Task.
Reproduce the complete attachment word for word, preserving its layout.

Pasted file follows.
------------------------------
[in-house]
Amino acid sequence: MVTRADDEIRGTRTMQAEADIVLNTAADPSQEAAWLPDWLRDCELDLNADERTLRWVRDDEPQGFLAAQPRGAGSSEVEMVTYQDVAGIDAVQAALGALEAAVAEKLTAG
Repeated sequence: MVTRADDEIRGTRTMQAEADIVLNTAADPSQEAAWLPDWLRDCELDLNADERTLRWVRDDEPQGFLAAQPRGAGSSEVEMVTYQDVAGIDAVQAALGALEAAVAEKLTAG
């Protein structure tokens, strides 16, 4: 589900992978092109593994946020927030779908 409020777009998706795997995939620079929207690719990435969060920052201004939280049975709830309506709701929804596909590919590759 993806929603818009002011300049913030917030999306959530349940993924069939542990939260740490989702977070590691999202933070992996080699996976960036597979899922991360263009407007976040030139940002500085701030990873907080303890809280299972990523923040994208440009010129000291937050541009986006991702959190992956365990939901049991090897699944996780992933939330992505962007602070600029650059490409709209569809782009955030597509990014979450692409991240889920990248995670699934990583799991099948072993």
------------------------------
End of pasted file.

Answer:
[in-house]
Amino acid sequence: MVTRADDEIRGTRTMQAEADIVLNTAADPSQEAAWLPDWLRDCELDLNADERTLRWVRDDEPQGFLAAQPRGAGSSEVEMVTYQDVAGIDAVQAALGALEAAVAEKLTAG
Repeated sequence: MVTRADDEIRGTRTMQAEADIVLNTAADPSQEAAWLPDWLRDCELDLNADERTLRWVRDDEPQGFLAAQPRGAGSSEVEMVTYQDVAGIDAVQAALGALEAAVAEKLTAG
């Protein structure tokens, strides 16, 4: 589900992978092109593994946020927030779908 409020777009998706795997995939620079929207690719990435969060920052201004939280049975709830309506709701929804596909590919590759 993806929603818009002011300049913030917030999306959530349940993924069939542990939260740490989702977070590691999202933070992996080699996976960036597979899922991360263009407007976040030139940002500085701030990873907080303890809280299972990523923040994208440009010129000291937050541009986006991702959190992956365990939901049991090897699944996780992933939330992505962007602070600029650059490409709209569809782009955030597509990014979450692409991240889920990248995670699934990583799991099948072993």